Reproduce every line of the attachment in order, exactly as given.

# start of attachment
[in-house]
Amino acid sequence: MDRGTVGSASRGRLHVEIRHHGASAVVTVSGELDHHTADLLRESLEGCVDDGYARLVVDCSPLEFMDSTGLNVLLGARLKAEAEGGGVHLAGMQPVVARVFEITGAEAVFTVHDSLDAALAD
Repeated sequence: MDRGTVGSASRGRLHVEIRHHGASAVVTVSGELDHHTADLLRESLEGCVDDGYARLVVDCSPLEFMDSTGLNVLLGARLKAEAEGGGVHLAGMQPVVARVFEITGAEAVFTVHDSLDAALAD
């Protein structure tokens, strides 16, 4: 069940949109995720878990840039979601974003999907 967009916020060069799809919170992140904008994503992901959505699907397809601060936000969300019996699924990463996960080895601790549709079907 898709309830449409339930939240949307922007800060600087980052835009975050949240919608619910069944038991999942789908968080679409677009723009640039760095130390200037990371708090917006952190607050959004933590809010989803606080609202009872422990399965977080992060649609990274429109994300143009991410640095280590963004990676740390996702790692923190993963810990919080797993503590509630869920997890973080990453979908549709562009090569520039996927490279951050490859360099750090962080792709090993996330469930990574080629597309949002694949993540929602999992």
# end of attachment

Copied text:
[in-house]
Amino acid sequence: MDRGTVGSASRGRLHVEIRHHGASAVVTVSGELDHHTADLLRESLEGCVDDGYARLVVDCSPLEFMDSTGLNVLLGARLKAEAEGGGVHLAGMQPVVARVFEITGAEAVFTVHDSLDAALAD
Repeated sequence: MDRGTVGSASRGRLHVEIRHHGASAVVTVSGELDHHTADLLRESLEGCVDDGYARLVVDCSPLEFMDSTGLNVLLGARLKAEAEGGGVHLAGMQPVVARVFEITGAEAVFTVHDSLDAALAD
């Protein structure tokens, strides 16, 4: 069940949109995720878990840039979601974003999907 967009916020060069799809919170992140904008994503992901959505699907397809601060936000969300019996699924990463996960080895601790549709079907 898709309830449409339930939240949307922007800060600087980052835009975050949240919608619910069944038991999942789908968080679409677009723009640039760095130390200037990371708090917006952190607050959004933590809010989803606080609202009872422990399965977080992060649609990274429109994300143009991410640095280590963004990676740390996702790692923190993963810990919080797993503590509630869920997890973080990453979908549709562009090569520039996927490279951050490859360099750090962080792709090993996330469930990574080629597309949002694949993540929602999992």